Thursday, December 9, 2010
ALERT - Comments due Monday 12/13/2010 - SHA's 785 page Yesler DEIS fails to address loss of low income housing
For immediate release: December 9.
Contact: John V. Fox 206-632-0668 or Bill Kirlin-Hackett 425-442-5418
From: Seattle Displacement Coalition (SDC) and the Interfaith Task Force on Homelessness (ITFH)
"SHA's 785 page Yesler DEIS fails to address loss of low income housing and its impact on our community"
- Coalition and Interfaith Task Force file their comments today (link to their comments below)
SHA is now taking public comment on the draft EIS outlining alternatives now under consideration for demolition and redevelopment of the 561 unit Yesler Terrace Public Housing Community. Despite 785 pages of information, the document neglects to provide one shred of information about how their plans will adversely affect our city's dwindling stock of very low income and affordable housing. Not one of the alternatives studied indicates how many of the 561 units currently on site ever will be replaced and what the impact that loss would have on our city. Here is a link to our full list of concerns and comments submitted earlier today. We are raising issues and calling for a level of analysis that is legally required and must be included in the final document due out early next year.
The deadline for written comments on the DEIS is this coming Monday, December 13. What is contained in this DEIS will be the basis for and inform critical decisions our Seattle City Council will be making early next year whether to grant SHA’s request for significant upzones, alley vacations, and other land use changes necessary for SHA's plans. That is why it's so important for the final EIS to include full disclosure of these potentially negative impacts especially those caused by the loss of low income units in our city.
Summary of our comments: In sum, we've called for SHA to explicitly declare how many public housing units will be lost under each of the redevelopment options they are considering and to provide the required detailed environmental assessment of what the impacts will be accompanying those losses. To date - and after more than four years of preparation - SHA still has not pledged to retain all 561 low income housing on site. Instead they plan a massive very dense redevelopment that would include highrise offices, retail uses, and construction of as many as 3000-5000 housing units - most offered as expensive condominiums. They see the site in fact as a cash cow and revenue generator. Much of the land - SHA would sell off to developers - who then would complete various elements of the project. Nearly all of the tree canopy including most of the 22 "Heritage" Trees now on the site would also be removed.
Yesler Terrace, is the last of Seattle’s historic garden communities located immediately south of Harborview and across the freeway from City Hall. It has a 70 year history. Gary Locke and his family lived there as did hundreds of other young households struggling to get their feet on the ground. It's also been renovated many times and remains structurally sound despite SHA's claims to the contrary. The 561 units sit on 30 acres of prime development property overlooking downtown and Puget Sound. You’re eligible for a unit at Yesler Terrace if you earn no more than 30 percent of area median income. That’s about $23,000 a year for a three-person household. You then pay about 30 percent of your income for rent. As it happens, the average income of families living at Yesler Terrace now is only 18 percent of median, about $15,000 a year for a three-person household.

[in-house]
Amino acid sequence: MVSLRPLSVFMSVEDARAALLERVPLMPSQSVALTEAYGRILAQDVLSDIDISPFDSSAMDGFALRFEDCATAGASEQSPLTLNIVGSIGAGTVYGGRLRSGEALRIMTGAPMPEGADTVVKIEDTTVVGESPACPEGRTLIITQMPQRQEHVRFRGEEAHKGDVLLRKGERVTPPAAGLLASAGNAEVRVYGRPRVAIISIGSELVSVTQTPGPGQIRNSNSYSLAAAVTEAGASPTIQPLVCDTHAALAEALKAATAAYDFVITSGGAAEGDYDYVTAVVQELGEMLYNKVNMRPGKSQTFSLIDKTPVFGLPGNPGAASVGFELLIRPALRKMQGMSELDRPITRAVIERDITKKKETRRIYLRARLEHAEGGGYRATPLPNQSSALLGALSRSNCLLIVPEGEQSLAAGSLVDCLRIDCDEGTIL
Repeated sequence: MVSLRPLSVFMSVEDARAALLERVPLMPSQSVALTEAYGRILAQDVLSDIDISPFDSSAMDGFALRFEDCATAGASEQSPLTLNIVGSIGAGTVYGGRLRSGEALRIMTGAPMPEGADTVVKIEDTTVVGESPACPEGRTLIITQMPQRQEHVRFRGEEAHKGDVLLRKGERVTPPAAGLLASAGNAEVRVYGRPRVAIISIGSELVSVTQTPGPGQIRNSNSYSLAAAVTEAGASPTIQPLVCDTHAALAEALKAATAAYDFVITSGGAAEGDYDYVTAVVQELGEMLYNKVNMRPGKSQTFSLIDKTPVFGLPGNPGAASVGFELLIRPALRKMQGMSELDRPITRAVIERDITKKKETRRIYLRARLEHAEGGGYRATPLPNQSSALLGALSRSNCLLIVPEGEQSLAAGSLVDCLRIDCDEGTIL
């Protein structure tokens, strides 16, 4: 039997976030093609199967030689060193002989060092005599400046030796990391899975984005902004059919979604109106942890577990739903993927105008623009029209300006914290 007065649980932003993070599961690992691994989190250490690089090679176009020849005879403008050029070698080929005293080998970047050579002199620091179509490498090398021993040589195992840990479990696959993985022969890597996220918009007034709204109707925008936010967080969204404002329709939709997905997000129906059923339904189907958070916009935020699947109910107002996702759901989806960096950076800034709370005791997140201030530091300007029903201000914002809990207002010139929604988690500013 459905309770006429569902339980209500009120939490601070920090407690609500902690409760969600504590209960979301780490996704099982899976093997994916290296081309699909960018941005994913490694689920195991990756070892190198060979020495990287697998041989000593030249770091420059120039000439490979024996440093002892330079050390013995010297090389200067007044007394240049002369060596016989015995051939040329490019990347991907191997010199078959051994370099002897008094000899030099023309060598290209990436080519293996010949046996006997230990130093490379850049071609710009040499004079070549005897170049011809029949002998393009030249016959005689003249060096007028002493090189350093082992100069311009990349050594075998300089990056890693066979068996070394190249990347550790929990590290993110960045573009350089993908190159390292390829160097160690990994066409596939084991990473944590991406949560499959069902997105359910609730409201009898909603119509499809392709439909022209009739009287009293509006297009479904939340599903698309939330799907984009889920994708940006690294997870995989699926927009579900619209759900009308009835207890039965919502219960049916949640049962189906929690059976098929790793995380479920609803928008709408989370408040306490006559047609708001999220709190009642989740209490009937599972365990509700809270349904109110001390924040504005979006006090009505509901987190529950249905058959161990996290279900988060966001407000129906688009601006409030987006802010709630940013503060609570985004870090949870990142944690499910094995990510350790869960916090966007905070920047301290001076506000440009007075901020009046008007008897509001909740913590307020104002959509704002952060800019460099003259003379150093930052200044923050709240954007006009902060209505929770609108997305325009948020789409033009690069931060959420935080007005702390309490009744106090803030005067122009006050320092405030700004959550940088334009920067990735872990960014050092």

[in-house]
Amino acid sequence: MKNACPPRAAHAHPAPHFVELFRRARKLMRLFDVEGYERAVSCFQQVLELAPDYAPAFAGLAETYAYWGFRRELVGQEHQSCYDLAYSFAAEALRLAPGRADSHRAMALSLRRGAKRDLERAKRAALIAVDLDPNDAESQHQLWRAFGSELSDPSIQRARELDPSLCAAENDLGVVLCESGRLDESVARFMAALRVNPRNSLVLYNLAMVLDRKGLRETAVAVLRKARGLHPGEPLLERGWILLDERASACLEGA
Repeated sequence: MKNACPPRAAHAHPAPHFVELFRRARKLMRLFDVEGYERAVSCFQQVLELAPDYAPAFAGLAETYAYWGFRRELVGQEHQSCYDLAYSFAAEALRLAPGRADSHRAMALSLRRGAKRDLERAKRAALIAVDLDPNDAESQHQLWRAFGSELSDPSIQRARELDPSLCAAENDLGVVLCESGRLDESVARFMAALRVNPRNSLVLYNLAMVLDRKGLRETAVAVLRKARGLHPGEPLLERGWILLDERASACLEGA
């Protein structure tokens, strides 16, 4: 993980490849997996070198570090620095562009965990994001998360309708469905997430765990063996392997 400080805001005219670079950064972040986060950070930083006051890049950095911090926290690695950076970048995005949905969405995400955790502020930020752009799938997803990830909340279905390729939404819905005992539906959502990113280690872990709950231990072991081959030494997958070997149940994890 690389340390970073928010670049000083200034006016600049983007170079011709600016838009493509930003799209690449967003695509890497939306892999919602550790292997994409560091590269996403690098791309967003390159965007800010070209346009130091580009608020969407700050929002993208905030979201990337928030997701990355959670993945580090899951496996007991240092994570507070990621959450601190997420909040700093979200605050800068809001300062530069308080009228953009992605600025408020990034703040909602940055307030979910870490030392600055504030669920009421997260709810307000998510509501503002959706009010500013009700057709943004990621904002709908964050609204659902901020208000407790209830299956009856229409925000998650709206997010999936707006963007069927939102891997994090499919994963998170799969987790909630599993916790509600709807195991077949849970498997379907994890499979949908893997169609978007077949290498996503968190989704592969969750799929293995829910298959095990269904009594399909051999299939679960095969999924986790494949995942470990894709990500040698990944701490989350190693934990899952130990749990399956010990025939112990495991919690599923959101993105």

There are over 100,000 households in King County with incomes in this very low income range according to King County's Housing Benchmark's report, but only about 300 unsubsidized privately owned units in all of the county offered at rent levels affordable to this group. Only about 10,000 subsidized units, including what now exists at Yesler Terrace are available at these very low income rent level (serving those at or below 30% of median) That's why we cannot afford to lose any of these public housing units or spend millions in limited housing dollars to replace them - dollars we don't have and that we instead must use to expand our stock of these much needed units.
SHA has an obligation to provide full disclosure of how their plans at Yesler Terrace will affect our city's precious remaining stock of low income units. SEPA and NEPA rules require it. Our comments raise several other issues such as failure to adequately assess the historic character of Yesler Terrace, failure to adequately assess loss of green canopy and open space and failure to assess the full impacts of the project on the neighborhoods immediately adjacent to Yesler Terrace, specially the Squire Park area east of the site where SHA already is accumulating property and redeveloping in conjunction with their plans at Yesler Terrace.
SEATTLE COMMUNITY COUNCIL FEDERATION
Founded in 1948, the Seattle Community Council Federation is one of the nation's oldest and most active coalitions of neighborhood groups. Yearly dues for member groups are $50. SCCF welcomes new member groups, and encourages renewal by groups whose membership in SCCF may have lapsed. Individual donations are also welcome and tax deductible, and go very far, as SCCF is an all-volunteer 501(c)(3) organization. Please mail your check to SCCF, 2370 Yale Avenue East, Seattle, WA 98102-3310. For questions, contact treasurer Chris Leman, (206) 322-5463, firstname.lastname@example.org.
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